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Matthew Henry

Matthew Henry's Complete Commentary - Isaiah 16:1-5

God has made it to appear that he delights not in the ruin of sinners by telling them what they may do to prevent the ruin; so he does here to Moab. I. He advises them to be just to the house of David, and to pay the tribute they had formerly covenanted to pay to the kings of his line (Isa. 16:1): Send you the lamb to the ruler of the land. David made the Moabites tributaries to him, 2 Sam. 8:2. They became his servants, and brought gifts. Afterwards they paid their tribute to the kings of... read more

John Gill

John Gills Exposition of the Bible Commentary - Isaiah 16:4

Let mine outcasts dwell with thee ,.... Not whom God had cast out, but who were the Lord's people, and whom he owns as such, though cast out by the enemy, or obliged to flee, and quit their country; let these be sojourners in thy land; let them continue awhile there; let them dwell privately and peaceably: Moab, be thou a covert to them from the face of the spoiler : that is, O king of Moab, or kingdom of Moab, as the Targum, hide and protect the Jews that shall flee to thee for shelter,... read more

Adam Clarke

Adam Clarke's Commentary on the Bible - Isaiah 16:4

Let mine outcasts dwell with thee, Moab "Let the outcasts of Moab sojourn with thee, O Zion" - Setting the points aside, this is by much the most obvious construction of the Hebrew, as well as most agreeable to the context, and the design of the prophet. And it is confirmed by the Septuagint οἱ φυγαδες Μωαβ , and Syriac. The oppressors "The oppressor" - Perhaps the Israelites, who in the time of Ahab invaded Judah, defeated his army, slaying one hundred and twenty thousand men, and... read more

Spence, H. D. M., etc.

The Pulpit Commentary - Isaiah 16:1-4

The wisdom of the weaker. The prophet counsels Moab to "make submission meet" to Judah ( Isaiah 16:1 ), and to show her such kindness in the day of her distress ( Isaiah 16:3 , Isaiah 16:4 ) as will be remembered in the day when prosperity and power will be again her portion. I. THE WISDOM OF THE WEAKER COMMUNITY . 1. Submission to the greater power under its lawful claim . "Send ye the lamb to the ruler of the land"—pay the tribute which is due, and which... read more

Spence, H. D. M., etc.

The Pulpit Commentary - Isaiah 16:1-5

God's offer of mercy to the sinner. Scarcely ever does God punish sin by a sudden unannounced visitation, or without previous warning to the sinner of what is coming upon him. And this warning is almost always accompanied by an offer of mercy. God has " no pleasure in the death of him that dieth" ( Ezekiel 18:32 ); he " would not that any should perish, but that all should come to repentance" ( 2 Peter 3:9 ). And therefore he warns men. He warned even the ungodly world before the... read more

Spence, H. D. M., etc.

The Pulpit Commentary - Isaiah 16:1-6

The King in Zion. "I have set my King upon my holy hill of Zion" ( Psalms 2:1-12 .). The destined Ruler of the world, he shall spread the wing of his mild government and protection over the nations in their harassment and despair, as now over Moab. 1. THE CALL TO THE FUGITIVES . They have fled into Edom, as far as to Petra, near Mount Hor. It was a region surrounded by rocky cliffs. Sela itself means rock or cliff. Between Petra—whose ruins the Arab guide of Seetzen said he... read more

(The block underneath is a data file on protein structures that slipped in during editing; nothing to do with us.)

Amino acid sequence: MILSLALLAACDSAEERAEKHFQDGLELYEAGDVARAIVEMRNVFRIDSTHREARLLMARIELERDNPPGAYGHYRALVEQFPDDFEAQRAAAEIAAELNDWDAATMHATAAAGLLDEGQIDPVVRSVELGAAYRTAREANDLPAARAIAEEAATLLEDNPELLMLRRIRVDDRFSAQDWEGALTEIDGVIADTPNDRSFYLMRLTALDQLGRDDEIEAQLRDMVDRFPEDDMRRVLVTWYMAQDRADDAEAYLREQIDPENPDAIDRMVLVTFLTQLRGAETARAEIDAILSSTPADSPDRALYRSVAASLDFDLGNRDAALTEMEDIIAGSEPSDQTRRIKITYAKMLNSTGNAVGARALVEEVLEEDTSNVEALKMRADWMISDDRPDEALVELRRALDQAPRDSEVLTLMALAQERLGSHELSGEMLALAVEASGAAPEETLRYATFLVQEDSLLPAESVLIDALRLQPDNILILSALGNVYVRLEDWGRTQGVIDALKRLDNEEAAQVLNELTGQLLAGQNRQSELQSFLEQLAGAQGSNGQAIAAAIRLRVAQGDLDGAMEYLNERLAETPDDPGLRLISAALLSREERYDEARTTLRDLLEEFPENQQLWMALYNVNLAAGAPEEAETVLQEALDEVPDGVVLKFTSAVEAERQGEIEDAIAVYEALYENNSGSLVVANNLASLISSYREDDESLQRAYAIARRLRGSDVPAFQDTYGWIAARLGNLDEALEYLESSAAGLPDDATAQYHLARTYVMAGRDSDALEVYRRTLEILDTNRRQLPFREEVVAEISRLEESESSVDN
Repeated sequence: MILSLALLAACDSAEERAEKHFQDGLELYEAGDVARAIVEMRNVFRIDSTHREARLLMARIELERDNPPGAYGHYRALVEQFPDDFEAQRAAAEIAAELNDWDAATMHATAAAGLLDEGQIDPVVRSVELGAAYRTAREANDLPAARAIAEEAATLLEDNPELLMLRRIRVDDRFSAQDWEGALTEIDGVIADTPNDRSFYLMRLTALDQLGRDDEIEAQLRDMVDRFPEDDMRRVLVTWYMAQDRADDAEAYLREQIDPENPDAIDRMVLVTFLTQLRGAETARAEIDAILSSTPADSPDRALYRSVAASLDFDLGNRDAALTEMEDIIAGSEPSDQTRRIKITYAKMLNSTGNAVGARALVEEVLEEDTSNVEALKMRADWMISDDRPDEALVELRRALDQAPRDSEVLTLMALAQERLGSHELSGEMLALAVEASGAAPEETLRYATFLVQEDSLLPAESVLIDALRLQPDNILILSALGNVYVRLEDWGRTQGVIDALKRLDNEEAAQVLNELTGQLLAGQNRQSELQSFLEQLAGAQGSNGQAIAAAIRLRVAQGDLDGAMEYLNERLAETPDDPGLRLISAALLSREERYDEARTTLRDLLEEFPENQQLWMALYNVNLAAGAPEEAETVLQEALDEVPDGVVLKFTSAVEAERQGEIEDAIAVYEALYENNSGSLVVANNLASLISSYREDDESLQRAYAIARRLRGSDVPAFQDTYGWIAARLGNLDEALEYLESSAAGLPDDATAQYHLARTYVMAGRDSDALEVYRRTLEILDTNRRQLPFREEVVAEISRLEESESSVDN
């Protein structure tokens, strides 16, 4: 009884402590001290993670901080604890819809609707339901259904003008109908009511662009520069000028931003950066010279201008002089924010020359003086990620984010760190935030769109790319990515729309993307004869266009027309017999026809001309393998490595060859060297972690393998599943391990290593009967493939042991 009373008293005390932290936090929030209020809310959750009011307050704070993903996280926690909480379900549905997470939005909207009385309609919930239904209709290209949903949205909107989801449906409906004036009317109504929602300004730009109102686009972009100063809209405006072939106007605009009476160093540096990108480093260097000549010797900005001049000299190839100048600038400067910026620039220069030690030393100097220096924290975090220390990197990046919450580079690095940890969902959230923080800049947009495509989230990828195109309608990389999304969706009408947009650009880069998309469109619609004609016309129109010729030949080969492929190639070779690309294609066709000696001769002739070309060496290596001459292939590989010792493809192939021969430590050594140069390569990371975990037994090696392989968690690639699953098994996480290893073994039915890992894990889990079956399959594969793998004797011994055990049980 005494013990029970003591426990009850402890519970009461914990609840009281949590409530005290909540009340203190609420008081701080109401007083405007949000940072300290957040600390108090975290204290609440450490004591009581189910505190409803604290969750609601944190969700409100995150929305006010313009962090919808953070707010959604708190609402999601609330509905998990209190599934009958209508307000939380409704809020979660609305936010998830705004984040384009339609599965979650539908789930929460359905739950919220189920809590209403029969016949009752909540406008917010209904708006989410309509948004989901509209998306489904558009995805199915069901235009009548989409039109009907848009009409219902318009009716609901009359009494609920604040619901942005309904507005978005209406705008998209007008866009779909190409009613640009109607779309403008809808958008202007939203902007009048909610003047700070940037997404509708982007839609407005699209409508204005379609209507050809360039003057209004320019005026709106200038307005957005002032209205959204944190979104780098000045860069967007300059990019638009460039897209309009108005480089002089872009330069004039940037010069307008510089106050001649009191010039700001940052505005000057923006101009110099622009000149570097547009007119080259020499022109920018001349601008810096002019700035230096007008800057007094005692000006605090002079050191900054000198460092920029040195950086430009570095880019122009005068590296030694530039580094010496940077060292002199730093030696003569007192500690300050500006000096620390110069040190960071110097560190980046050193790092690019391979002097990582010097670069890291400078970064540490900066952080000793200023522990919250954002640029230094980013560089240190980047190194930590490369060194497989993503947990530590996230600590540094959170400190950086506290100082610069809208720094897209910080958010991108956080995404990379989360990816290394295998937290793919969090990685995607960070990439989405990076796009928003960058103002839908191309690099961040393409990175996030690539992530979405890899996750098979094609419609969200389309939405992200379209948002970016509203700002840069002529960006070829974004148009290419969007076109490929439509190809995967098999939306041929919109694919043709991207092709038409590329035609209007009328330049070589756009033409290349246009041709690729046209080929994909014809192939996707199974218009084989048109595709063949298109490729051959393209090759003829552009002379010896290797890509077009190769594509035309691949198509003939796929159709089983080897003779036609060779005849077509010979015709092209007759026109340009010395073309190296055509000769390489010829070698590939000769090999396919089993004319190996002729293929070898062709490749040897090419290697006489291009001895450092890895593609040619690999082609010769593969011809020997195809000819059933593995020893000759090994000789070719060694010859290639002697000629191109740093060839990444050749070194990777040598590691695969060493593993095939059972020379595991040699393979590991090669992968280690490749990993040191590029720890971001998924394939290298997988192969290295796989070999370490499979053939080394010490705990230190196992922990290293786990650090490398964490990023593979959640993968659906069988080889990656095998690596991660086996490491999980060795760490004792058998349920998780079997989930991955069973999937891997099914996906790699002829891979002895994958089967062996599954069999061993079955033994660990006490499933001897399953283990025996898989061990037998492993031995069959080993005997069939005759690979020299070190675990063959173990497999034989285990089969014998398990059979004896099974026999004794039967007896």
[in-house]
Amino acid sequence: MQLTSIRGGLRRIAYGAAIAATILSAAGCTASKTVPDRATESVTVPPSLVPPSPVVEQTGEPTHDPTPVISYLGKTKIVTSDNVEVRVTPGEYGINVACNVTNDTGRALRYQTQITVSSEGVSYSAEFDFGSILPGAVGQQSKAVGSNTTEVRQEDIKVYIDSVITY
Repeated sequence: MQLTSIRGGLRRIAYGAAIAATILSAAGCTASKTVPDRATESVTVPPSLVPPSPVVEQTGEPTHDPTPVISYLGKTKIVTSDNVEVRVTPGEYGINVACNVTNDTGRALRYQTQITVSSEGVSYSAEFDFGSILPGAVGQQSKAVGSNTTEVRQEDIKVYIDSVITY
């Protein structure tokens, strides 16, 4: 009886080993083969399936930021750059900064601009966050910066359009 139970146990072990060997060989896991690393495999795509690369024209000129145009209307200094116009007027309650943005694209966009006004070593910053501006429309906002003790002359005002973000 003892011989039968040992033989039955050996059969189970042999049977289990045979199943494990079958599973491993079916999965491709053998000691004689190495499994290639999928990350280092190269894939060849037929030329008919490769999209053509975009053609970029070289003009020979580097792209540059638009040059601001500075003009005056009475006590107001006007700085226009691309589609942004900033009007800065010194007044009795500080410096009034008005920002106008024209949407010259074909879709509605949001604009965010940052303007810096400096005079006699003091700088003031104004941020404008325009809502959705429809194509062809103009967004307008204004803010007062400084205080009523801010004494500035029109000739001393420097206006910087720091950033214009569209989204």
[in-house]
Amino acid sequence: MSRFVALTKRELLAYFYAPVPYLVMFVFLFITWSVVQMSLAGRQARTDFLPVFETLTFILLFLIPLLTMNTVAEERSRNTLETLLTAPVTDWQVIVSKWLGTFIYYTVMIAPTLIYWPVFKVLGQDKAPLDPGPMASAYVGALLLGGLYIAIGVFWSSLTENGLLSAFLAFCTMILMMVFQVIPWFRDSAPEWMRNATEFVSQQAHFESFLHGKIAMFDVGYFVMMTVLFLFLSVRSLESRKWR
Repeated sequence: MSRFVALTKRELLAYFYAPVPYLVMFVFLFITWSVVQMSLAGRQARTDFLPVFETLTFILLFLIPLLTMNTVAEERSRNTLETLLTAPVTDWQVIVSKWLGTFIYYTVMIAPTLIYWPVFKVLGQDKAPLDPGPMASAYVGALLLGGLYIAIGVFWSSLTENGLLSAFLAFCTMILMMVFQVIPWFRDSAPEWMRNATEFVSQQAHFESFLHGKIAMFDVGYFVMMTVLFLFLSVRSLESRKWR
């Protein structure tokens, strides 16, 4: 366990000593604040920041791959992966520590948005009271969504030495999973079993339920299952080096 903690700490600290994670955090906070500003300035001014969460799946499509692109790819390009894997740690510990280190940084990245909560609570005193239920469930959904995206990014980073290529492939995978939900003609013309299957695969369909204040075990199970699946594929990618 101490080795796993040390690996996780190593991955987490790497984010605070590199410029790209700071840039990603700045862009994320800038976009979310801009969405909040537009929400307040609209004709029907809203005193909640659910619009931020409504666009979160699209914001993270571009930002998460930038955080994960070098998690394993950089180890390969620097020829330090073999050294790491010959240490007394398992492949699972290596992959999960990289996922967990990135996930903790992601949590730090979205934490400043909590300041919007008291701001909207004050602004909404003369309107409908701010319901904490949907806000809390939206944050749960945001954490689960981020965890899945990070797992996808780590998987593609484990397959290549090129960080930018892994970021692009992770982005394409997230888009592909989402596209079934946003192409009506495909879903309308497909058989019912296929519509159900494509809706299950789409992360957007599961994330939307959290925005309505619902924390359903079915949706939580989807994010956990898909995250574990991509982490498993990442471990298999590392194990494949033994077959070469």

Spence, H. D. M., etc.

The Pulpit Commentary - Isaiah 16:1-14

THE BURDEN OF MOAB ( CONTINUED ). This portion of the "burden" is divided into three sections. In section 1 (from Isaiah 16:1 to the end of Isaiah 16:5 ) an offer of mercy is made to Moab on certain conditions, viz. that she return to her allegiance to the house of David, and show kindness to fugitive Israelites. In section 2 ( Isaiah 16:6-12 ) she is supposed to have rejected this offer, and is threatened (as in Isaiah 15:1-9 .) with severe punishment. In section 3... read more

Spence, H. D. M., etc.

The Pulpit Commentary - Isaiah 16:4

Let mine outcasts dwell with thee, Moab . The change of one accent will allow of this passage being translated, Let the outcasts of Moab dwell with thee ; and so it is rendered by the LXX ; the Syriac, by Lowth, Gesenius, Hitzig, Ewald, and Mr. Cheyne. Delitzsch and Dr. Kay agree with the Authorized Version. For the extortioner is at an end . This seems to be urged as a reason why the protection asked should be given: it will not be for long—the oppressor is about to receive... read more

Albert Barnes

Albert Barnes' Notes on the Whole Bible - Isaiah 16:4

Let mine outcasts - This may be understood as the language of Judea, or of God. ‘Mine outcasts’ may mean the exiles of Judea, or God may call them “his.” The sense is essentially the same. It denotes those who were fugitives, wanderers, exiles from the land of Judea, and who took refuge in the land of Moab; and God claims for them protection.Dwell with thee - Not dwell permanently, but sojourn (יגוּרוּ yāgûrû), let them remain with you as exiles; or let them find a refuge in your land.Be... read more

Joseph Benson

Joseph Benson's Commentary of the Old and New Testaments - Isaiah 16:3-4

Isaiah 16:3-4. Take counsel, &c. We have here the second counsel given to the Moabites, which “contains a complex of various offices, equity, justice, humanity, to be exercised toward those of the Israelites whom the Assyrian affliction had driven, or should drive, to their borders and cities, and who should seek refuge among them: which counsel is so given to the Moabites, by the prophet, as evidently to upbraid them for the fault of having neglected these offices; the pernicious... read more

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